Seeking Medical Treatment
If you're one of the many women who experience incontinence, pelvic pain or other issues in your pelvic area, don't let embarrassment keep you from getting the help you need. If the problem is frequent or affects your quality of life, you can—and should—consider treatment. Common signs of treatable pelvic floor issues:
- You are embarrassed by urine leakage.
- You avoid certain activities because of a fear of urine leakage.
- You often feel urgency to urinate.
- You have frequent bladder infections.
- You urinate much more frequently than you used to.
- You feel pain when you urinate.
- You often feel the need to urinate, but cannot pass urine.
- Your urine stream seems to be getting weaker or your bladder doesn't seem to empty completely.
The Franciscan Continence and Pelvic Health Program has a commitment to providing the best care across the region. Our highly qualified teams of urogynecologists, advanced nurse practitioners and physical therapists specialize in treating pelvic floor disorders have access to, and confer with, other specialists including gastroenterologists, colorectal surgeons, and radiologists – all to provide you with an accurate diagnosis and treatment options.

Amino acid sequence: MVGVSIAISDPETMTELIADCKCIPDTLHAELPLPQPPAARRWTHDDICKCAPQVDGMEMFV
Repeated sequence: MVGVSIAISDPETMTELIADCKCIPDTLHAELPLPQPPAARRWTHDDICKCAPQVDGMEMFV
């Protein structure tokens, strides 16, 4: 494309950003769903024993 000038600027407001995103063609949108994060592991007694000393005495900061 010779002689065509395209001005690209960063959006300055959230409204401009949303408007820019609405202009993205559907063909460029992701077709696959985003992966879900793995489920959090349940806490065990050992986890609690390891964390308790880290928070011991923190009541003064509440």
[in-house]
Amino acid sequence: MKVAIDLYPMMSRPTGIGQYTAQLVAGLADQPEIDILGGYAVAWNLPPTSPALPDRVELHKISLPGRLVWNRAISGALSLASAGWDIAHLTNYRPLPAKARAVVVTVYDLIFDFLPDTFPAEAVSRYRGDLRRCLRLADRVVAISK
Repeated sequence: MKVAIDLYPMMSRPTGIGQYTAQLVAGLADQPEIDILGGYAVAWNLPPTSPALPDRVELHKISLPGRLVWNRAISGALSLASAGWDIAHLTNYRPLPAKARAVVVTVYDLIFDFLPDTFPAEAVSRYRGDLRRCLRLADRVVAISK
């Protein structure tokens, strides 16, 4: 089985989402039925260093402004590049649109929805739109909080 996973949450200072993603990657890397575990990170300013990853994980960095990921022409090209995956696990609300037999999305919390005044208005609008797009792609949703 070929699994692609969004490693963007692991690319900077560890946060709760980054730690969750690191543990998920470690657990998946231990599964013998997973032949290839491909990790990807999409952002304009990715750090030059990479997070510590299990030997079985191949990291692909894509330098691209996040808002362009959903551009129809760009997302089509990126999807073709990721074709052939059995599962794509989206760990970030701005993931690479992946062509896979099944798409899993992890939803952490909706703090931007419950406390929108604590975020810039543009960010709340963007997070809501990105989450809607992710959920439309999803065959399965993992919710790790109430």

The Franciscan Continence and Pelvic Health Program is available at Franciscan hospitals and clinics in Tacoma, Federal Way, Gig Harbor and the Peninsula, University Place and Lakewood.
OB/GYN - Who does what?
Pelvic floor disorders can be complex, involving different organs and parts of your body. Sometimes it takes the expertise of different specialists to provide the best possible treatment. If you have a pelvic floor disorder, you might be treated by these medical professionals:
- Urogynecologists are gynecologists or obstetrician/gynecologists (Ob/Gyn), who specialize in the evaluation and treatment of urinary incontinence and conditions that affect the female pelvic floor. You can see or be referred to a urogynecologist when you have incontinence problems, prolapsed organs, or when your primary care doctor recommends a consultation.
- A urologist is a surgeon who specializes in the urinary conditions of men and women. Many urologists have advanced training in the surgical correction and medical treatments for incontinence; but not as many have experience with nonsurgical treatments such as Kegel (pelvic muscle) exercises, bladder training, biofeedback, electrical stimulation and the use of pelvic support devices or urethral inserts.
- A gynecologist is a doctor specializing in the reproductive health of women. Some have special interest in the diagnosis and treatment of urinary incontinence and prolapse including surgery and well-woman care.
- A geriatrician is a doctor who specializes in treating older people. Some geriatricians have advanced training in the treatment and management of incontinence.
- A gastroenterologist is a doctor who specializes in problems of the intestinal system. If you have diarrhea, constipation, or bowel incontinence, you may be referred to a gastroenterologist.
- Some nurse practitioners specialize in pelvic floor issues, and some psychologists and physical therapists have training that qualifies them to offer non-surgical treatments for incontinence.
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